- Advanced stage diamond exploration project in Nunavut, Canada
- Large land holding, diamond interest in 1664 km2
- Located in close proximity to Rankin Inlet, and adjacent to Agnico Eagle’s Meliadine mine
- High-grade near-surface inferred diamond resource, remains open along strike and at depth
- Outstanding diamond indicator minerals in till sampling have generated multiple new exploration targets for diamondiferous kimberlite pipes
Figure 1: Dunnedin’s Kahuna Diamond Project
Kahuna is an advanced stage high grade diamond project discovered in 2001. It is located 25km from Rankin Inlet, Nunavut. Three main diamondiferous kimberlite dikes have been discovered, the Kahuna, PST and Notch. The dikes occur within an extensive network of largely untested geophysical targets, which are overlain by dense diamond indicator mineral trains.
Bulk sampling and drilling on the three main kimberlites has returned very high macrodiamond counts including diamonds over one carat in size. The largest diamond recovered was a 5.43 carat stone from the Kahuna dike that had been broken during the sample preparation process and was reconstructed as having an original size of 13.42 carats. The majority of diamonds are reported as clear and colourless to white, with a significant population of octahedral stones, however coloured stones have also been reported.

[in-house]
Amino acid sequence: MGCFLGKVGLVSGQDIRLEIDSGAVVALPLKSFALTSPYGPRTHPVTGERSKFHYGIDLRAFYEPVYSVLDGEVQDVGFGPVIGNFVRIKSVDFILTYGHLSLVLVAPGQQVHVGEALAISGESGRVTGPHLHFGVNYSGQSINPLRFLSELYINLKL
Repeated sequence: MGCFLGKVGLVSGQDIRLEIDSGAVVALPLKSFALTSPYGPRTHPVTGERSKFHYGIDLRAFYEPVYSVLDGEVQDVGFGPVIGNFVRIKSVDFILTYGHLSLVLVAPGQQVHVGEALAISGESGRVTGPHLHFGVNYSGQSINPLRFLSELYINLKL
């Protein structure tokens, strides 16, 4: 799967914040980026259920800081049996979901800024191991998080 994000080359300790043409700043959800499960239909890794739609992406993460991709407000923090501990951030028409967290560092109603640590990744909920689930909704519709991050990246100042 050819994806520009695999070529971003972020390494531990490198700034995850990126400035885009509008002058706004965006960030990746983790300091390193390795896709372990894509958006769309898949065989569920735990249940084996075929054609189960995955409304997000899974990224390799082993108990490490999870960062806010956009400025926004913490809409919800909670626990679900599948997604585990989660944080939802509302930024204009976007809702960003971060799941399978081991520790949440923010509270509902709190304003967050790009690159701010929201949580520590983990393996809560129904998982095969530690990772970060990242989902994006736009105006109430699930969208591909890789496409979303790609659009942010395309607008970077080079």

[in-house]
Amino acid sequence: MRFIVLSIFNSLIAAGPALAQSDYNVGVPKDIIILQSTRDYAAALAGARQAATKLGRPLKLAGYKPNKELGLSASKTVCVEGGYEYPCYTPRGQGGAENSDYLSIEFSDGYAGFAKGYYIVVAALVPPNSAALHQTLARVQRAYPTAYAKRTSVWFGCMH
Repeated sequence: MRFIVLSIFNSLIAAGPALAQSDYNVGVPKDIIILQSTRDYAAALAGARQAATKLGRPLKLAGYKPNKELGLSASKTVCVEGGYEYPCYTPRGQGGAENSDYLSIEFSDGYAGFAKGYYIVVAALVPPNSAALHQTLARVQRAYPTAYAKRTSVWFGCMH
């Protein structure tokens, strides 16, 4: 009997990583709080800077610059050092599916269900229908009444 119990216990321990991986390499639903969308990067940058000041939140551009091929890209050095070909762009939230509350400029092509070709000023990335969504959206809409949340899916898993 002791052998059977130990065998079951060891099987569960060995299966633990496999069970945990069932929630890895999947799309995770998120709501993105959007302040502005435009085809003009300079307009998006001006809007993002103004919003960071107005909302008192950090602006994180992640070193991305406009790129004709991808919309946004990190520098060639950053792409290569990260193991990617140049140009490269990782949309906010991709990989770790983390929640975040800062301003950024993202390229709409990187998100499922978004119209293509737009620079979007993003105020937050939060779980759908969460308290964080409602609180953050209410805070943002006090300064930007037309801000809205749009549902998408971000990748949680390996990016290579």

Maiden Inferred Resource Estimation
In January 2015 Dunnedin released a maiden Inferred Resource estimate from the Kahuna Diamond project, located in Nunavut, Canada. The estimate was prepared by APEX Geoscience Ltd. on the Kahuna and Notch kimberlites based on data from the 2006 – 2008 bulk sampling and drill programs completed by the past operator.
- A combined Inferred Mineral Resource of 4,018,000 carats of macrodiamonds at a 0.85 mm (+1 DTC sieve size) lower diamond cut-off, with an average grade of 1.01 carats per tonne (cpt), or 101 carats per hundred tonnes (cpht) derived from 3,987,000 tonnes of kimberlite resource.
- The kimberlites in the resource are exposed at surface and remain open to extension along strike and at depth. The average drill intercept at the Kahuna kimberlite was only 80 vertical metres, however kimberlite has been intersected at vertical depths of greater than 120 m and continuity at depth is supported by the available data.
- Indicator mineral trains and geophysics suggest the Kahuna and Notch have the potential to extend along strike into areas of thin sediment cover. Kimberlite has been intercepted in drilling along these potential extensions; however drill spacing was insufficient for inclusion in the resource. These areas will be a focus of future drilling.
- Only 2 of 8 confirmed significantly diamondiferous kimberlites (Kahuna and Notch) have sufficient drilling, bulk sampling and density definition work to be included in the inferred mineral resource at this time. Other drilled, mapped and sampled diamondiferous kimberlites include the PST, Killiq, and 4 additional kimberlite dikes located between the Notch and PST kimberlites (KD-13, 14, 16 and 18).